Authored by: George M. Pikler, M.D., Ph.D., FACP
Researchers have discovered a gene – TBK1 — that helps tumors to resist immunotherapy. Deleting this gene, or blocking the protein that it encodes, made tumors more vulnerable to immune attack in mouse and human-derived tumor models. “Using a suite of genetic and pharmacologic tools across multiple experimental model systems, we confirm a role for TBK1 as an immune evasion gene,” the researchers report. “Taken together, our results demonstrate that targeting TBK1 is a novel and effective strategy to overcome resistance to cancer immunotherapy.”
Yi Sun. et al. Nature 2023, 12 January; 615: 158-167
George M.Pikler, M.D., Ph.D., FACP
Lead Oncology Advocate N1X10
Dr. Pikler graduated summa cum laude from the Central University of Ecuador School of Medicine in 1968. His postdoctoral training included an internship in internal medicine at Greater Baltimore Medical Center in Baltimore, MD, a residency in internal medicine and a doctoral degree in molecular medicine at the Mayo Clinic in Rochester, MN. The American Cancer Society awarded him a fellowship in medical oncology and hematology at M.D. Anderson & Tumor Institute in Houston, TX.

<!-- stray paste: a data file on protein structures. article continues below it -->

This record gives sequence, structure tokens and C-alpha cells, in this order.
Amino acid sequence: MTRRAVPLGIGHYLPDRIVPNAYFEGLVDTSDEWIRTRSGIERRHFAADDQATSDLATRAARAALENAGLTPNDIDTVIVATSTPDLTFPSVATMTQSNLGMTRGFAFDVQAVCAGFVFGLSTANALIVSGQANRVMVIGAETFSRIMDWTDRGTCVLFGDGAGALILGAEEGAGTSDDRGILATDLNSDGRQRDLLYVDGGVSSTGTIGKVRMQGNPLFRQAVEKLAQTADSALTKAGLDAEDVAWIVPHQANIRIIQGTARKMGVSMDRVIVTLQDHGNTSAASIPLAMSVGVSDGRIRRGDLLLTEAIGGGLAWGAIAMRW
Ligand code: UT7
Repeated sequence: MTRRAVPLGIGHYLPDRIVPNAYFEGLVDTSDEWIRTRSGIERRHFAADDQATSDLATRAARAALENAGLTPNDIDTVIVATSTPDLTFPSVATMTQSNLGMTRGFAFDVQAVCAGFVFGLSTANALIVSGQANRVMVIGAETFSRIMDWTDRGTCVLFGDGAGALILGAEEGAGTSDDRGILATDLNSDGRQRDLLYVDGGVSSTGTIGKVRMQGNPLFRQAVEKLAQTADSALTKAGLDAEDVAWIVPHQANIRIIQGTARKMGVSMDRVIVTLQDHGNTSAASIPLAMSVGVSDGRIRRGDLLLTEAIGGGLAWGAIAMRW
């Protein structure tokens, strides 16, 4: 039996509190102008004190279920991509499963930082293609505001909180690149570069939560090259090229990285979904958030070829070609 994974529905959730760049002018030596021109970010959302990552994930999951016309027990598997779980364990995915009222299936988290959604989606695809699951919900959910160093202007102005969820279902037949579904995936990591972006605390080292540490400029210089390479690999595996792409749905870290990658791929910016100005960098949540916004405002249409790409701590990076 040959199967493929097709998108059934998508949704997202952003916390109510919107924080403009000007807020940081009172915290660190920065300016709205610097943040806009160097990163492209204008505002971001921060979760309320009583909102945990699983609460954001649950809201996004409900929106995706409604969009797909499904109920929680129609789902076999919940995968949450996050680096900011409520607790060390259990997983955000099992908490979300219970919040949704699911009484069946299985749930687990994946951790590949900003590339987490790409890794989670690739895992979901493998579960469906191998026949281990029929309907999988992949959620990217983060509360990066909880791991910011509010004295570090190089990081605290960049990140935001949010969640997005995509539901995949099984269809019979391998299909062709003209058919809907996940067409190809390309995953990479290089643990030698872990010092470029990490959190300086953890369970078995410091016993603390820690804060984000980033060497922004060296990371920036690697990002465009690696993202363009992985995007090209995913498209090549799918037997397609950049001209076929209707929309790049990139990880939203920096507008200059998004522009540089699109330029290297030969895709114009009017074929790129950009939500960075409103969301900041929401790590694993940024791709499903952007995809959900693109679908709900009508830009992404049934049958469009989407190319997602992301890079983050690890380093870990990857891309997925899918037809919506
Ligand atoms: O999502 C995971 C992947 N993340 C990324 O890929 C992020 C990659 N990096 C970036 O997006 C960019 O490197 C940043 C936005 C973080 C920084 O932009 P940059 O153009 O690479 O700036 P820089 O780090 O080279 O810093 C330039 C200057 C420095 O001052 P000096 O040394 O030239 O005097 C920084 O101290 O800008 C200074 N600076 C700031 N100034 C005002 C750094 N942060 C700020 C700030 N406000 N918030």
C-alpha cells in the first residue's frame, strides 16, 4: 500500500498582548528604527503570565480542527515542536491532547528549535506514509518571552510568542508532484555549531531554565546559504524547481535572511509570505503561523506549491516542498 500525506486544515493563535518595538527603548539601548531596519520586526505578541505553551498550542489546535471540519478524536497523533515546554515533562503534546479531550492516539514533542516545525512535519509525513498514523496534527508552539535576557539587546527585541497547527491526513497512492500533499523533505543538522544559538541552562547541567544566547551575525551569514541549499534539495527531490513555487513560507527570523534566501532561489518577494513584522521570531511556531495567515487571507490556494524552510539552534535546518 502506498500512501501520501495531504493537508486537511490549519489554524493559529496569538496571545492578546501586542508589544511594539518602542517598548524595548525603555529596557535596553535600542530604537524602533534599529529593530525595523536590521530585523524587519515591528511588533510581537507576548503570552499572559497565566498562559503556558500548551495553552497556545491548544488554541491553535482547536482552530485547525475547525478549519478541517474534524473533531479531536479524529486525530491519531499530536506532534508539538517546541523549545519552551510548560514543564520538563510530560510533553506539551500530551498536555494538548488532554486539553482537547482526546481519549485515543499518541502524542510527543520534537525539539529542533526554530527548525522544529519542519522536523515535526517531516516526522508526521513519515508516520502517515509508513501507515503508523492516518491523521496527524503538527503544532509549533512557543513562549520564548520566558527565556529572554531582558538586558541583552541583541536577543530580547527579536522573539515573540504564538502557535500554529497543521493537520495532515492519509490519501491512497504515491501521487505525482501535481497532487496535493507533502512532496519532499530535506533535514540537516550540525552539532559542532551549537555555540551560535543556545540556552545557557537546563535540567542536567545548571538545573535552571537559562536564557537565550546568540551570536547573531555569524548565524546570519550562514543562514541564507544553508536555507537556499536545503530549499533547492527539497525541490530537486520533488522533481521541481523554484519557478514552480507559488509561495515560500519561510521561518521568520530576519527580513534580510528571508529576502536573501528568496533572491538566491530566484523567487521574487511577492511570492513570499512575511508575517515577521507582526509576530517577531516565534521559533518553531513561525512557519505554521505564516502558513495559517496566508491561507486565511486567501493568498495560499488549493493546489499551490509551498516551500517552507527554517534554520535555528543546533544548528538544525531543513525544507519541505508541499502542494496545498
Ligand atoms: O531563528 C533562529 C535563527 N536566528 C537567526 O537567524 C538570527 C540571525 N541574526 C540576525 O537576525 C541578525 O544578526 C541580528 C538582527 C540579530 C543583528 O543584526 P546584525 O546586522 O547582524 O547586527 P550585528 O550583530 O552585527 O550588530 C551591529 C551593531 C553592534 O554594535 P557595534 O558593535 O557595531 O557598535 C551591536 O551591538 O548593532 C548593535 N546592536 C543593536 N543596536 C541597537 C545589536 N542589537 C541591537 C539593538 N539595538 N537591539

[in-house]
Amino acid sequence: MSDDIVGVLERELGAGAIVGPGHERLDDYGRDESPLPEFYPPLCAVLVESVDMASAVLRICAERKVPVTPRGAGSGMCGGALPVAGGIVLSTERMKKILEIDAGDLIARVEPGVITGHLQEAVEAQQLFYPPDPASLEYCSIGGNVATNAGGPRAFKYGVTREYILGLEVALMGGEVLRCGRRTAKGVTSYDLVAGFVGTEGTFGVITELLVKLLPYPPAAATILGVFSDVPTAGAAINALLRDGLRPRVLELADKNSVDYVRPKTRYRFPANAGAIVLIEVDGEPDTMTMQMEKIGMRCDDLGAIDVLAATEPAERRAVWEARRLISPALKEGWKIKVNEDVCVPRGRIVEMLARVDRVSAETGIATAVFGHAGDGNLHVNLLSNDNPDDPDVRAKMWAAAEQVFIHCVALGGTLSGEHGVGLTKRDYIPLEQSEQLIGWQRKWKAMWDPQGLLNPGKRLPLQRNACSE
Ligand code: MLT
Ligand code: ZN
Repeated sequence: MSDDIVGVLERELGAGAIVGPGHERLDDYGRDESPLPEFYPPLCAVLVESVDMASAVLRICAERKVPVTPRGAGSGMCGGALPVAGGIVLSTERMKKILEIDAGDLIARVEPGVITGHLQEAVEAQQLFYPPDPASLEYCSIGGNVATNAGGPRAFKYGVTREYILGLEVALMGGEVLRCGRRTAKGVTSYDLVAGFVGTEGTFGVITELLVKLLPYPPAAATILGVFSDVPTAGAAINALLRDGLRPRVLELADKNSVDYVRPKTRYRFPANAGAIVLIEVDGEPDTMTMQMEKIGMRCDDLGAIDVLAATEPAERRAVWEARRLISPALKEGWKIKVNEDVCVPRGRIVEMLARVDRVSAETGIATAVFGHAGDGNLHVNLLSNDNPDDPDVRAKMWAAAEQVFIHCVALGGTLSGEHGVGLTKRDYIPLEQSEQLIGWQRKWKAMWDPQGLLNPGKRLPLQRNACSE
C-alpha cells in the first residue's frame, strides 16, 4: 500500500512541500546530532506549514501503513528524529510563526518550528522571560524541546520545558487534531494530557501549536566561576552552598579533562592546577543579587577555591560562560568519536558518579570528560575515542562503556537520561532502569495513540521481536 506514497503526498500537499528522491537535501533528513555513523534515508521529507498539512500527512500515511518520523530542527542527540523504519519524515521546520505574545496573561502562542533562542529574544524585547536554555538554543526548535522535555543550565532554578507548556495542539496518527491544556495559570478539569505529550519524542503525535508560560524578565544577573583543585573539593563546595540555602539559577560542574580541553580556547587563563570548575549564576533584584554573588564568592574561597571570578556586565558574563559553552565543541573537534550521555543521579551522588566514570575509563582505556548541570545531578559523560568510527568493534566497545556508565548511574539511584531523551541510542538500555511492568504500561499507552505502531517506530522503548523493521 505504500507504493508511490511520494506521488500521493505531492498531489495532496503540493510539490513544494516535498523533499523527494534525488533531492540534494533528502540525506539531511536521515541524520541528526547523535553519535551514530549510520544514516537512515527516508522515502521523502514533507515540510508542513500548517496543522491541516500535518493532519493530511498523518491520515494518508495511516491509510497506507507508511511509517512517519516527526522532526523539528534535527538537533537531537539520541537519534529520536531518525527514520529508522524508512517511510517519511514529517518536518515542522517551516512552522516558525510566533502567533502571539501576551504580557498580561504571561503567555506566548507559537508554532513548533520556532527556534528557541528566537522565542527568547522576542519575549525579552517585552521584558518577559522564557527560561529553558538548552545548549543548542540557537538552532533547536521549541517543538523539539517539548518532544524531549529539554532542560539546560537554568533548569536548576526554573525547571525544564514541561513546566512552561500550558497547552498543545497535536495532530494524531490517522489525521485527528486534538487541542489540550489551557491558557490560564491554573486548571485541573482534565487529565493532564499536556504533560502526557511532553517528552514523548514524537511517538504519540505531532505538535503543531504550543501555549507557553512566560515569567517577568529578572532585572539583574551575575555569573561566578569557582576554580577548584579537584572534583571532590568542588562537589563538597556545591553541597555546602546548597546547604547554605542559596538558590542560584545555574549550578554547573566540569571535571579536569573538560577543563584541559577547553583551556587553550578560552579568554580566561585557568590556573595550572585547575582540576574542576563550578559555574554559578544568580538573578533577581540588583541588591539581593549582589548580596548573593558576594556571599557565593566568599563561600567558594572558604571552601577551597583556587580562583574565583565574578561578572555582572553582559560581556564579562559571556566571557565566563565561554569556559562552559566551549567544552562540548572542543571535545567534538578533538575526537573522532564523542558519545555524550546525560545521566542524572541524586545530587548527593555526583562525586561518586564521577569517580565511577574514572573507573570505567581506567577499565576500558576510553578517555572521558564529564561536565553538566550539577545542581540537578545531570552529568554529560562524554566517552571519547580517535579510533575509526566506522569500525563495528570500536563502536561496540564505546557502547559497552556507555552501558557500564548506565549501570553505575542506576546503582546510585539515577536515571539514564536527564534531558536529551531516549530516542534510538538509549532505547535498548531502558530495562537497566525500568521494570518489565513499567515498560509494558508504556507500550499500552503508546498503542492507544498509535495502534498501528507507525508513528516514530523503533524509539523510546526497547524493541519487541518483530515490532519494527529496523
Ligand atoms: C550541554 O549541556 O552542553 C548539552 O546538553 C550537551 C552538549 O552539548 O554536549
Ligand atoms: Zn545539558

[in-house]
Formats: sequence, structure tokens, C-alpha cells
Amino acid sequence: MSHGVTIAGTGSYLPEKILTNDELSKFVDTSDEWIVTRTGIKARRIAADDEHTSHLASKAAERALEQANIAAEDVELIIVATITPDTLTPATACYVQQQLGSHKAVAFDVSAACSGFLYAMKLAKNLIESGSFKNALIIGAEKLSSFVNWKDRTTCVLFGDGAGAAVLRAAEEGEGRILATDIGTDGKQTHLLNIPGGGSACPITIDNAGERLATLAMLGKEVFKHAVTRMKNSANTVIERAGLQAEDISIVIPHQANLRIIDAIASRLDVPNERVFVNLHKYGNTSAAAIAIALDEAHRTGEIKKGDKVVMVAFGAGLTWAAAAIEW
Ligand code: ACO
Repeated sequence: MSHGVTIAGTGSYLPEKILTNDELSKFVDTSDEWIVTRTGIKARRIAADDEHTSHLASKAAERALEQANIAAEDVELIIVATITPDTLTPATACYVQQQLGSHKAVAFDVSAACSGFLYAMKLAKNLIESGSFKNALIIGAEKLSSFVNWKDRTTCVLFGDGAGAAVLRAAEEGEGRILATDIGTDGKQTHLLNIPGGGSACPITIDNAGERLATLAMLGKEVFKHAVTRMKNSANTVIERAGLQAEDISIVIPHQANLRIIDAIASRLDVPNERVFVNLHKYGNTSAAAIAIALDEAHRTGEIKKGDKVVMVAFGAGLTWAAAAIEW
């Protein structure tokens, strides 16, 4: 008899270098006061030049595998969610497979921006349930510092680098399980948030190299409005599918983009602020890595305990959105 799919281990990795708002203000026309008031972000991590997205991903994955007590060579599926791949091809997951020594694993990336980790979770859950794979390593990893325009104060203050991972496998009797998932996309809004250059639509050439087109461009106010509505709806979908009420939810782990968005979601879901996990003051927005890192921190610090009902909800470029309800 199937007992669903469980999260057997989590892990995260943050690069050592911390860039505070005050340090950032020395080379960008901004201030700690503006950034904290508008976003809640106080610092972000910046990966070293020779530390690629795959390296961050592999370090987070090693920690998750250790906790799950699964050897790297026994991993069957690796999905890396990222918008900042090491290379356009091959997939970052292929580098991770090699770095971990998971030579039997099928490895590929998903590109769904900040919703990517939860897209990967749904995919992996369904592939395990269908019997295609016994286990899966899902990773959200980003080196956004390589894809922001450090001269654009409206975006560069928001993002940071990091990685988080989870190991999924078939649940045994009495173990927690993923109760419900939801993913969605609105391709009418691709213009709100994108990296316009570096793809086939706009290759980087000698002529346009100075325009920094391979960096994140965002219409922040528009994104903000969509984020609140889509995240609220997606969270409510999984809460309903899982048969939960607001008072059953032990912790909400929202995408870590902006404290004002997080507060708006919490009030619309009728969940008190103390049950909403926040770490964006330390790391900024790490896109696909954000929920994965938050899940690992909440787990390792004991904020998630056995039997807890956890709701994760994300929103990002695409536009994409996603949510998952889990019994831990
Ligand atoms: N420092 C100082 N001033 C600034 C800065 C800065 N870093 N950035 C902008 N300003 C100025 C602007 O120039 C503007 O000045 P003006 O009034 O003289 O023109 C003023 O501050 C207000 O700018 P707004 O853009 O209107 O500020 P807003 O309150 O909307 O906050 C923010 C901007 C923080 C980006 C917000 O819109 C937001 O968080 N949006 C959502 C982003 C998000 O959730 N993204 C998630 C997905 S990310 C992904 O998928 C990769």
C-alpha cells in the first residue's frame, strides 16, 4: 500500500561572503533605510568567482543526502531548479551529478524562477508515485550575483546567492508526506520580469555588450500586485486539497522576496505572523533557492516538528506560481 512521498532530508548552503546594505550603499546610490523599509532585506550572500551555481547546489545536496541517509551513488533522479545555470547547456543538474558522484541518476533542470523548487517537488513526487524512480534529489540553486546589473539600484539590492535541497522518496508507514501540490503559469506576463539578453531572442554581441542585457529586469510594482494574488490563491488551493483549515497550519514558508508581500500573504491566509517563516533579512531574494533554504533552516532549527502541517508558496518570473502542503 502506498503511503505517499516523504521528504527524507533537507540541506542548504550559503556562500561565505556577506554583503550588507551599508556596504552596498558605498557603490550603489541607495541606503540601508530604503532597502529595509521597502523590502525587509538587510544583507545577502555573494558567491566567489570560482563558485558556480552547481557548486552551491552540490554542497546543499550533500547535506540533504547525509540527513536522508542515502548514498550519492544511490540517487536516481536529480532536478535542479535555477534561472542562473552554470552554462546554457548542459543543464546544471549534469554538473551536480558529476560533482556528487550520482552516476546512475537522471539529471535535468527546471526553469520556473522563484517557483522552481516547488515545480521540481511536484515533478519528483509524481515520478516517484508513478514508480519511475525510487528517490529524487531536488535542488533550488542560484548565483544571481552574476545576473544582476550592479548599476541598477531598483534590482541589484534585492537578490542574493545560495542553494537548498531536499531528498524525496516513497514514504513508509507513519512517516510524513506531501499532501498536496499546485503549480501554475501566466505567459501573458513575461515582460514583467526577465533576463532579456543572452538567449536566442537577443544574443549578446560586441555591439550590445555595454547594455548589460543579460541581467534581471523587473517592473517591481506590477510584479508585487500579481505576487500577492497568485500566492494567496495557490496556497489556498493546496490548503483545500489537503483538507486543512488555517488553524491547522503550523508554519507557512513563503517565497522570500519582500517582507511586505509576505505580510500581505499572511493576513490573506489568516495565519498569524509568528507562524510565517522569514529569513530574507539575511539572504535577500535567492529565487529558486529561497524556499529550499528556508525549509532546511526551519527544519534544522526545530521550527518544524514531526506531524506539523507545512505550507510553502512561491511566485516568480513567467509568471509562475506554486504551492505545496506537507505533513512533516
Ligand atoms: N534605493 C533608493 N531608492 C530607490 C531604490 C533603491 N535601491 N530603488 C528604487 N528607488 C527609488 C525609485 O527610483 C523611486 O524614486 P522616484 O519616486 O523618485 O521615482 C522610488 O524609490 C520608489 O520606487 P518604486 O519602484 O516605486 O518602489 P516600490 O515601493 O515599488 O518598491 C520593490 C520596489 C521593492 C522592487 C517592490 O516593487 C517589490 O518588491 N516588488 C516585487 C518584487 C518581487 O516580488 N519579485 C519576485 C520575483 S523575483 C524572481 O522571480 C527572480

With training certifications in internal medicine and oncology, Dr. Pikler and his family moved to Tulsa, OK where he established and was the President of Cancer Specialists, Inc, a boutique oncology-hematology clinical research private practice. In addition, he was the chief of the oncology at Hillcrest Medical Center, a teaching hospital for 20 years and associate professor of medicine, oncology-hematology at the University of Oklahoma, Tulsa Medical College. He was one of the founders of the Southern Association of Oncology Practices and subsequently the National Medical Director for the International Oncology Network, AmerisourceBergen’s Oncology Division.